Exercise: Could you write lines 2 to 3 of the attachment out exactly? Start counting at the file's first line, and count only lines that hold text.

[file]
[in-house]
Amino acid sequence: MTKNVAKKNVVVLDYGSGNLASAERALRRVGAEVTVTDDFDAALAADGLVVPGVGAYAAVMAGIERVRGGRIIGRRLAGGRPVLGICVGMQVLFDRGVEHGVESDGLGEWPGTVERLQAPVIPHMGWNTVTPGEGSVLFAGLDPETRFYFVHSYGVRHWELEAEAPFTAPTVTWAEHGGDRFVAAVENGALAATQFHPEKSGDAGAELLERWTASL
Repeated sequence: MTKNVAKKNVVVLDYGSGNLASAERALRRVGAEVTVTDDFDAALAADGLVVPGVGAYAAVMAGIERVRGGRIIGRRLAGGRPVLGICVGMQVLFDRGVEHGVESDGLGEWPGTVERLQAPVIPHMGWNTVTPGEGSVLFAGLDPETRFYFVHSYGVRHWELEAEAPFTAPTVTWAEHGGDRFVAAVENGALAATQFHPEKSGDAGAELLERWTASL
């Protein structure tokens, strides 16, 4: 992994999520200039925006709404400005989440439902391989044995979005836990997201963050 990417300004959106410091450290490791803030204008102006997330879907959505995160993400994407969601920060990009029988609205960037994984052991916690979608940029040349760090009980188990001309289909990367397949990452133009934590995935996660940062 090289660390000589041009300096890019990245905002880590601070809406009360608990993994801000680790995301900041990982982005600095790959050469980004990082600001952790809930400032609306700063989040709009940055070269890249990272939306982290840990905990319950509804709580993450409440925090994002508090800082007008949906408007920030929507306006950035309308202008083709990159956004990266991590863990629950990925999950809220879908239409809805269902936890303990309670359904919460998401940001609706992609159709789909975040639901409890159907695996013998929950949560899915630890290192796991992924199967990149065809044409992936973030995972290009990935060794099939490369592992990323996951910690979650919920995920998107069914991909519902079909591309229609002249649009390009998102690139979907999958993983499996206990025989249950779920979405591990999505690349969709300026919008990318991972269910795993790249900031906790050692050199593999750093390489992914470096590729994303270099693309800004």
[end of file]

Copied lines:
Amino acid sequence: MTKNVAKKNVVVLDYGSGNLASAERALRRVGAEVTVTDDFDAALAADGLVVPGVGAYAAVMAGIERVRGGRIIGRRLAGGRPVLGICVGMQVLFDRGVEHGVESDGLGEWPGTVERLQAPVIPHMGWNTVTPGEGSVLFAGLDPETRFYFVHSYGVRHWELEAEAPFTAPTVTWAEHGGDRFVAAVENGALAATQFHPEKSGDAGAELLERWTASL
Repeated sequence: MTKNVAKKNVVVLDYGSGNLASAERALRRVGAEVTVTDDFDAALAADGLVVPGVGAYAAVMAGIERVRGGRIIGRRLAGGRPVLGICVGMQVLFDRGVEHGVESDGLGEWPGTVERLQAPVIPHMGWNTVTPGEGSVLFAGLDPETRFYFVHSYGVRHWELEAEAPFTAPTVTWAEHGGDRFVAAVENGALAATQFHPEKSGDAGAELLERWTASL